New York Attorney General Letitia James has criticized Governor Kathy Hochul for her alleged failure to deal with rising COVID-19 rates in the state.
James, who announced his gubernatorial candidacy just three weeks ago, argues that with increasing case rates in upstate New York, state leaders must ” take immediate action to bring infection rates under control and help stop future outbreaks before they happen â.
“The state government is failing to act to address the COVID crisis in some of New York State’s most vulnerable communities – last week the 7-day average percentage of positive test results is increased from 8.87% to 9.48% in western New York. The rates are also over 8% in the Finger Lakes, âshe said.
The attorney general said it was “troubling” that despite the accessibility of vaccines, some areas of New York are currently reporting hospitalization rates higher than last year’s figures.
James said the government must take action: “It is time to act now to save lives. Anything that is not bold action is unacceptable.
New York Attorney General Letitia James (pictured) slammed Governor Kathy Hochul for her alleged failure to resolve the state’s COVID-19 crisis
James announced on October 29 that she would challenge fellow Democrat Kathy Hochul (pictured) in the race for state governor in 2022.
State data released on Sunday revealed a seven-day average positivity of 6,177 cases or 9.48%, with a peak of 7,971 positive cases reported on Wednesday.
Over the past two weeks, the positivity rate has increased by 52%. There was also an 11 percent of hospitalizations across the state.
During the same period, reported deaths from COVID fell by 11%.
In the wake of current trends, James offered several potential solutions to avert a new wave statewide.
She argued that New York is using trusted community partners to educate citizens living in vaccine-hesitant areas, create census-like outreach outside major cities, and expand contextual and mobile vaccination sites.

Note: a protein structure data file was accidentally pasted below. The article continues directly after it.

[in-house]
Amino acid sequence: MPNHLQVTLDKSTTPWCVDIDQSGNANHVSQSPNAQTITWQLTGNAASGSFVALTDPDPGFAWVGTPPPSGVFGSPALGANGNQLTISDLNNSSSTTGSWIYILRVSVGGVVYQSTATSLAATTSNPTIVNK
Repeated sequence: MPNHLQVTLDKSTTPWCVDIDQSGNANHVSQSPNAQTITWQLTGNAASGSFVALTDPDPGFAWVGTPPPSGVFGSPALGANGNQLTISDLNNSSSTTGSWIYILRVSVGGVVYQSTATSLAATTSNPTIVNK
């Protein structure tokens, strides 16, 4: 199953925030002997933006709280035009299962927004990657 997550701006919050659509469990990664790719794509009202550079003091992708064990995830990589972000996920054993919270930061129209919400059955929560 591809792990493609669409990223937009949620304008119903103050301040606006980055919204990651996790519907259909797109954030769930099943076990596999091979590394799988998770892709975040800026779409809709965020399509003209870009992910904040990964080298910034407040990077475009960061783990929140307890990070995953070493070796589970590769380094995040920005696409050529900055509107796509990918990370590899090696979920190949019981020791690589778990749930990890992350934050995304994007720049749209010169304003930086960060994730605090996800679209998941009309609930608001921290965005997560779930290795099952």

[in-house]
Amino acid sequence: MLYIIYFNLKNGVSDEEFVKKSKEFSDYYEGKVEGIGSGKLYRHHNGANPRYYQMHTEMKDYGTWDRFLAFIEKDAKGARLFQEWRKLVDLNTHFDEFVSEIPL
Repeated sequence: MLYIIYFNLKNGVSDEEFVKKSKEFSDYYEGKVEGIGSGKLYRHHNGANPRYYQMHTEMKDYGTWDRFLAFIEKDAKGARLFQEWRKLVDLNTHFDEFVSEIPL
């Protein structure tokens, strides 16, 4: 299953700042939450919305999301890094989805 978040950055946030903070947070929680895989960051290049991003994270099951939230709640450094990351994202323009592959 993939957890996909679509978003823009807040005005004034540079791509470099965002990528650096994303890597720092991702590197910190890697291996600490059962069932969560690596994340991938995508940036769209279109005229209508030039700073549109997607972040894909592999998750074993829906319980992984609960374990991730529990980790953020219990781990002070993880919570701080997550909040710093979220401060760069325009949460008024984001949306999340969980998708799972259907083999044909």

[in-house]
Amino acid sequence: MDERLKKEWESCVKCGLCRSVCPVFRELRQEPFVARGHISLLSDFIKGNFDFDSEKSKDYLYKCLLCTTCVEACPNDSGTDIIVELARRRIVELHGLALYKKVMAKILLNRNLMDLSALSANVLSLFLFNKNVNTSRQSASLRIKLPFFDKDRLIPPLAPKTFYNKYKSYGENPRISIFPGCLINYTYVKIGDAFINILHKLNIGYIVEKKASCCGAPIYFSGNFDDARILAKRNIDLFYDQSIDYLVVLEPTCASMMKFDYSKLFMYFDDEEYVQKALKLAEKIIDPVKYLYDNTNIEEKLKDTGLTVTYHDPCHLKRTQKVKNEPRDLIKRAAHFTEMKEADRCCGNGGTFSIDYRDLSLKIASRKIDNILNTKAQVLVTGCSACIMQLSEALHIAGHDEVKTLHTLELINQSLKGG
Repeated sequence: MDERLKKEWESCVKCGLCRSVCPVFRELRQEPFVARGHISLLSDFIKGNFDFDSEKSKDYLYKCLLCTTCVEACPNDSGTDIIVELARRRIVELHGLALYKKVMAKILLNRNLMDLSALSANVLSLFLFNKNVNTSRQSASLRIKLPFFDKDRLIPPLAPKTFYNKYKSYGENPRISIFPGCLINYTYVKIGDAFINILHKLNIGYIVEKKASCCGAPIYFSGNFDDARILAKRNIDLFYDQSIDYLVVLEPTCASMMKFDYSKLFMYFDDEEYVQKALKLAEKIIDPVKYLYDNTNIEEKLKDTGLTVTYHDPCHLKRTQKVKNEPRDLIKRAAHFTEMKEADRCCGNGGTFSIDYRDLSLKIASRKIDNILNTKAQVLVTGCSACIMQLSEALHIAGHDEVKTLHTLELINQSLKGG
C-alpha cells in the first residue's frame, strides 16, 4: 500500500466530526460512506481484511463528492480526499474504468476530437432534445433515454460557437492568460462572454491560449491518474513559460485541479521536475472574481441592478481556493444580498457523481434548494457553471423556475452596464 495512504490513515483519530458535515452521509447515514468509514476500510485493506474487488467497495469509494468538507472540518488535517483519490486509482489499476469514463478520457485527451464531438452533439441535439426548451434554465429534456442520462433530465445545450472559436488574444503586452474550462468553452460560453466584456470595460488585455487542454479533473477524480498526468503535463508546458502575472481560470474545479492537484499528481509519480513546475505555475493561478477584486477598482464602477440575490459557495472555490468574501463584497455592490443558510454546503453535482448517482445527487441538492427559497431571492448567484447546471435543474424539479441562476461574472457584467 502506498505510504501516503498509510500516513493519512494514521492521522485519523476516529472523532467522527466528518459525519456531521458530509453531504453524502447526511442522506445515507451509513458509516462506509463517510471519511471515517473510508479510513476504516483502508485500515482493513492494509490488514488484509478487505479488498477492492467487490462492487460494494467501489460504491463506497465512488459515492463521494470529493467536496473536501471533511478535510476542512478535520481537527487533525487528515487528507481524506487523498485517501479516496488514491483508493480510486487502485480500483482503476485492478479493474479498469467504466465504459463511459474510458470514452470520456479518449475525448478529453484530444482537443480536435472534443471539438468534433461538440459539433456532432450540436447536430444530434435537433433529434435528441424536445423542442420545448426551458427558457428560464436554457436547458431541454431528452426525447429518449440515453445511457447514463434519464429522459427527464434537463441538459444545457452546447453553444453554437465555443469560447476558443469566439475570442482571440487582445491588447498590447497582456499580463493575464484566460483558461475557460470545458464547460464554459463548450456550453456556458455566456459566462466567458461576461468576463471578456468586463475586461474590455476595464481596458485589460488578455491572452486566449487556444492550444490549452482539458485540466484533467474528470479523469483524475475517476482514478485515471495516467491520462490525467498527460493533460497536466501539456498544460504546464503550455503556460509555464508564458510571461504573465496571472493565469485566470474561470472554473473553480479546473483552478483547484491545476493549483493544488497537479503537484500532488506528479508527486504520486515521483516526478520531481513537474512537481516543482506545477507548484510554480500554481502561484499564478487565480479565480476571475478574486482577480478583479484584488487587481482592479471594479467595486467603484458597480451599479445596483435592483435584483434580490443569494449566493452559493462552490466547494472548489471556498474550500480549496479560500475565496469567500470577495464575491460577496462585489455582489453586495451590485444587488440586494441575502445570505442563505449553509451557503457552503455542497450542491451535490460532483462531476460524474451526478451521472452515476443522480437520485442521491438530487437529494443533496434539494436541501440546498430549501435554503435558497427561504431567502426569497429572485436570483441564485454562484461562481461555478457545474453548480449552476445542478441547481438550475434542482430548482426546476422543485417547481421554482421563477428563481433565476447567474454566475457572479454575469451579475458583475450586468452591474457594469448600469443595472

The attorney general also encouraged the government to use public funds to obtain millions of home COVID tests and to offer financial incentives to obtain the vaccine.
State data released on Sunday revealed a seven-day average positivity of 6,177 cases or 9.48%, with a peak of 7,971 positive cases reported on Wednesday
James argued as case rates rise in upstate, New York officials must “take immediate action to bring infection rates under control and help stop future outbreaks before they happen “
Additionally, she criticized heads of state for low recall rates.
âAs of last week, New York City had one of the lowest rates of residents who received booster shots in the country,â James said. “This is unacceptable and New York needs to raise awareness to encourage boosters for New Yorkers.”
She continued, “The state should also start offering daily recall reports by county and region.”
Meanwhile, Hochul reported on Sunday that 89.9% of adult New Yorkers have received at least one dose of the vaccine. 76.9% of all eligible residents received at least one injection.
96,564 doses of vaccine were administered in the past 24 hours. It is not known how many of them are first hits, second hits or boosters.